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Posts tagged ‘meaning of perfumery terms’

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musical language of perfumery

Creating perfumes is definitely an art. Just as a master musician composes a symphony, so too does a perfumer create a harmonious blend combinations with ‘musical notes’ that are pleasing to the senses.

Although I truly adore natural perfumes, (I won’t use synthetics – they are an attack on my senses and is the main reason I started my whole essential oil journey), certain popular fragrances can appeal to me at times, but I still won’t buy them and choose to create my own with naturals.

Throughout history there has been much written about how compositions are created using musical characteristics to describe them.  Each essential oil has a ‘note’, whether a top note that dissipates quickly (like lemon or lime), or a heart note (middle note- like rose or jasmine), or a base note that holds a blend together (like sandalwood or patchouli). Did you ever wonder how that came about?

The art of perfumery goes back centuries, and many chemists/scientists and geniuses have used musical inspirations to describe their uses and combinations. I found this great blog post from ‘perfumeconcubine’ and had to share it to give a little more insight:

Aromatic Symphony

The musical language lends numerous expressions and phrases to the art of perfumery. Some of its terminology helps us to understand how perfumes are composed from conception to conclusion.
Charles Piesse, a French perfumer from the 19th century, was one of the first to equate music to perfume.  He devised a system to identify perfume ingredients by classifying fragrances according to musical notes. Piesse relates odors to the octaves of the musical scale and theorized that scents influence olfactory nerves in the same manner that sounds influence the auditory nerves. Although his method of classification ultimately failed, musical expressions continue to be a mainstay in the art of perfumery.

Just as a musician harmonizes notes to create chords, a perfumer must be proficient in harmonizing scents into fragrant combinations. Thus, the creation of perfume should be pleasing to both the mind and senses. The experience should emulate the composition of an intricate piece of music. For example, a three-part fugue with the olfactory notes being the key signature, the usage of notes identifying the individual elements of the arrangement – as well as describing the perfume and how it smells as it evaporates from the skin. Therefore, it is imperative that the perfumer has vast knowledge of raw materials, and a clear understanding of how they evolve and change.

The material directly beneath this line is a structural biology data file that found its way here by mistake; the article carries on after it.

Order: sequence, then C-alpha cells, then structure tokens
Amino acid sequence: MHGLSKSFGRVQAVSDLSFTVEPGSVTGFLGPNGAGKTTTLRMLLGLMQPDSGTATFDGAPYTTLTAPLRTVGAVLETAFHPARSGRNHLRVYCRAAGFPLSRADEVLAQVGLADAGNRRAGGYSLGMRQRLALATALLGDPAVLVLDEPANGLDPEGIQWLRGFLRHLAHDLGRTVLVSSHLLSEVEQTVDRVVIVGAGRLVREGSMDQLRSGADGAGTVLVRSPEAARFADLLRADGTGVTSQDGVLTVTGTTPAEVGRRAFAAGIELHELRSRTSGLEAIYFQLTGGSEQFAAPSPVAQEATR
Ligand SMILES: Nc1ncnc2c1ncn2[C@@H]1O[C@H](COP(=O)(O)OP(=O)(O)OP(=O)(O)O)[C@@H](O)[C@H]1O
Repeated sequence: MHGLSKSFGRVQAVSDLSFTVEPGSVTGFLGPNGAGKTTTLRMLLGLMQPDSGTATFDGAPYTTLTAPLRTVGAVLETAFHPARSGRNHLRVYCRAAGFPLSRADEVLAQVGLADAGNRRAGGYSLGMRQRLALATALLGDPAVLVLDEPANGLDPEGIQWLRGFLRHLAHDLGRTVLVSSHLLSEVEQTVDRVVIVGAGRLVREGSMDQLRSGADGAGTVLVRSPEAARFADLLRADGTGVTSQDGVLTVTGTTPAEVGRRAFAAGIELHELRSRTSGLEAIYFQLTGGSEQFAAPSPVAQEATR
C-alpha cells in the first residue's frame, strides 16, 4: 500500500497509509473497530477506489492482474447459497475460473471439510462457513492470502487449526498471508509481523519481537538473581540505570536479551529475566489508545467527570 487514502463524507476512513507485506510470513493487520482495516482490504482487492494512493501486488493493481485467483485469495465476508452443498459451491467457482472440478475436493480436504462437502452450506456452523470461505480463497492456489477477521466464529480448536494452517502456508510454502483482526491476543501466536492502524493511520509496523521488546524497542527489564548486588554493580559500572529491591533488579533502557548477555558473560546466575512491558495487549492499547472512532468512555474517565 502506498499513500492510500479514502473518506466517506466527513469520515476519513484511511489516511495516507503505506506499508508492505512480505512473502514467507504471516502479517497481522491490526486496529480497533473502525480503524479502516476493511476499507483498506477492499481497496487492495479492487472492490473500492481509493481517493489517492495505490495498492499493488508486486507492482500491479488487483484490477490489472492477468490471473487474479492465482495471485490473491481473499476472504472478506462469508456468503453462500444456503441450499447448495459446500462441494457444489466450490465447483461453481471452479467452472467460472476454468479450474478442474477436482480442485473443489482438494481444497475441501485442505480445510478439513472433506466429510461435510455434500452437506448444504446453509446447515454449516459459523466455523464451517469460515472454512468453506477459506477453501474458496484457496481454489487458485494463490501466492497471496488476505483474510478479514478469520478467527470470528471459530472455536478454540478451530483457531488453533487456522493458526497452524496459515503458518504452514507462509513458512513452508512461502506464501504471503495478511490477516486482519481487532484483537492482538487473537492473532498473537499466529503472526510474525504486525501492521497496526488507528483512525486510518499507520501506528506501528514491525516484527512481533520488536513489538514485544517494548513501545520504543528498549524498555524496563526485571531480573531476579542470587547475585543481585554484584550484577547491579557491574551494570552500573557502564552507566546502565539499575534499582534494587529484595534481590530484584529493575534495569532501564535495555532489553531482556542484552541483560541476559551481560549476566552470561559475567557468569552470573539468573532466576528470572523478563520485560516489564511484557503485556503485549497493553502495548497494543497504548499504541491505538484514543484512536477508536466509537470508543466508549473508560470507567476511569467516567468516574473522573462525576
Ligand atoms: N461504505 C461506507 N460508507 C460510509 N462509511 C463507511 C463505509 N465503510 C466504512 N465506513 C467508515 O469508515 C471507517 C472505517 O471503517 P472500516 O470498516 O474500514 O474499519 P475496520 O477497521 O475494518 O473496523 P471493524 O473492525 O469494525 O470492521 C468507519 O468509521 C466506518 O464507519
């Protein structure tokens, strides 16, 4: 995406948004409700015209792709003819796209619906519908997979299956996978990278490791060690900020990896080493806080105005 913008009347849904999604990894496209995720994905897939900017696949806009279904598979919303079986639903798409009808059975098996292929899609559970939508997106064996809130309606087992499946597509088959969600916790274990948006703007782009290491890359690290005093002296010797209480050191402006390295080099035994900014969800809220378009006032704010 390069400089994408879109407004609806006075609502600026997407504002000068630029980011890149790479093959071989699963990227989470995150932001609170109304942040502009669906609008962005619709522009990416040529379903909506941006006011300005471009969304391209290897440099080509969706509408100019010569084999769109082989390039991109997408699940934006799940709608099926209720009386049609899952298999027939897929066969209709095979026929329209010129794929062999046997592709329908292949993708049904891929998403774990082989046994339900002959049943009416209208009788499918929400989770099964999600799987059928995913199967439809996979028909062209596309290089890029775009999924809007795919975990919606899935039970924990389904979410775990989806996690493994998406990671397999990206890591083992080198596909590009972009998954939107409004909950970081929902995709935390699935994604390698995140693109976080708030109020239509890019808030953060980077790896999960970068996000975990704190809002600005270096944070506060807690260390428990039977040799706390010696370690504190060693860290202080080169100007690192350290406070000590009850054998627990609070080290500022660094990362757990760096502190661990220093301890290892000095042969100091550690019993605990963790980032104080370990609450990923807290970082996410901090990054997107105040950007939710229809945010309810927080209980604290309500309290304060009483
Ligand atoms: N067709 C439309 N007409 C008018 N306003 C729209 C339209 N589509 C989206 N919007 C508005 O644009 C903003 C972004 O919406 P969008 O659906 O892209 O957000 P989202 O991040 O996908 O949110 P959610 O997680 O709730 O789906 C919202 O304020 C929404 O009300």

Dry Down – what does it mean when describing a scent? It’s the “lifetime” of a fragrance; the phases a fragrance goes through when worn.

(LOVE THIS!!!  <3)

____________The process is initiated with the master seated at the fragrance organ, his surroundings being an array of aromatics. There, the inhalation of exotic scents, along with the distinguishing of olfactory notes, takes place.  Imagine this phase as the prelude, an extravaganza of brilliant notes coming together in unison.  Bear in mind that notes show more than the aspect of the perfume’s range, they also can represent a particular quality or tone that reflects the mood of the composition.

The first movement begins with what is referred to as top notes. Typically citrus odors, bright and bursting with freshness and, on occasion, is considered sharp. Although quite expressive, they seem to maintain lightness, as well as lending to the initial impression of the composition. They are also the most volatile of the notes, being the first to evaporate. The dissipation of the top notes quickly transitions us into the second movement or middle notes.